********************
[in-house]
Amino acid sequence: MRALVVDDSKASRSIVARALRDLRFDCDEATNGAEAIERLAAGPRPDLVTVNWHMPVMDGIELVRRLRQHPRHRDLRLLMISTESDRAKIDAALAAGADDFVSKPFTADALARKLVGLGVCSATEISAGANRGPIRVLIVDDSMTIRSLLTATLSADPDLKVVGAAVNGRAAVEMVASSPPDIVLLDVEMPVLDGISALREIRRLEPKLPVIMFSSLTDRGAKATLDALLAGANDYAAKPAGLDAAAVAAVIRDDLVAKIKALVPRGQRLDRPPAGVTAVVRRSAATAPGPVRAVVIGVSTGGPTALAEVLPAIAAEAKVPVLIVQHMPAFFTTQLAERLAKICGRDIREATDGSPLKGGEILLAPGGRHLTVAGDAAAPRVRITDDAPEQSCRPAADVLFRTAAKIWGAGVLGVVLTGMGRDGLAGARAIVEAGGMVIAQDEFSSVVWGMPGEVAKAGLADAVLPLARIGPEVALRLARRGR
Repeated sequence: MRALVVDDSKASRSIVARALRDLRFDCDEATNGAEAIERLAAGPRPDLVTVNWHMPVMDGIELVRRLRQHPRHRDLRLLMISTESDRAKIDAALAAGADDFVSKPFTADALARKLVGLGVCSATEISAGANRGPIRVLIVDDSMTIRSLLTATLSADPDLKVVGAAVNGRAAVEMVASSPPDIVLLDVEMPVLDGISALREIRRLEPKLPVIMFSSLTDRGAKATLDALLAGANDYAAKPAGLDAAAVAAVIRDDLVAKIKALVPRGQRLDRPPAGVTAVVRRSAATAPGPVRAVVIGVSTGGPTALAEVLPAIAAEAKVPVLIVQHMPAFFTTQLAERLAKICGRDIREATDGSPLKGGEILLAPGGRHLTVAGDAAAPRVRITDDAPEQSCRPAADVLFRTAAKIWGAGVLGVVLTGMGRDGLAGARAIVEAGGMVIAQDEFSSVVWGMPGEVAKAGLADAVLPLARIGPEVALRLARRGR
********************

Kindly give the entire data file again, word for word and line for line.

[in-house]
Amino acid sequence: MRALVVDDSKASRSIVARALRDLRFDCDEATNGAEAIERLAAGPRPDLVTVNWHMPVMDGIELVRRLRQHPRHRDLRLLMISTESDRAKIDAALAAGADDFVSKPFTADALARKLVGLGVCSATEISAGANRGPIRVLIVDDSMTIRSLLTATLSADPDLKVVGAAVNGRAAVEMVASSPPDIVLLDVEMPVLDGISALREIRRLEPKLPVIMFSSLTDRGAKATLDALLAGANDYAAKPAGLDAAAVAAVIRDDLVAKIKALVPRGQRLDRPPAGVTAVVRRSAATAPGPVRAVVIGVSTGGPTALAEVLPAIAAEAKVPVLIVQHMPAFFTTQLAERLAKICGRDIREATDGSPLKGGEILLAPGGRHLTVAGDAAAPRVRITDDAPEQSCRPAADVLFRTAAKIWGAGVLGVVLTGMGRDGLAGARAIVEAGGMVIAQDEFSSVVWGMPGEVAKAGLADAVLPLARIGPEVALRLARRGR
Repeated sequence: MRALVVDDSKASRSIVARALRDLRFDCDEATNGAEAIERLAAGPRPDLVTVNWHMPVMDGIELVRRLRQHPRHRDLRLLMISTESDRAKIDAALAAGADDFVSKPFTADALARKLVGLGVCSATEISAGANRGPIRVLIVDDSMTIRSLLTATLSADPDLKVVGAAVNGRAAVEMVASSPPDIVLLDVEMPVLDGISALREIRRLEPKLPVIMFSSLTDRGAKATLDALLAGANDYAAKPAGLDAAAVAAVIRDDLVAKIKALVPRGQRLDRPPAGVTAVVRRSAATAPGPVRAVVIGVSTGGPTALAEVLPAIAAEAKVPVLIVQHMPAFFTTQLAERLAKICGRDIREATDGSPLKGGEILLAPGGRHLTVAGDAAAPRVRITDDAPEQSCRPAADVLFRTAAKIWGAGVLGVVLTGMGRDGLAGARAIVEAGGMVIAQDEFSSVVWGMPGEVAKAGLADAVLPLARIGPEVALRLARRGR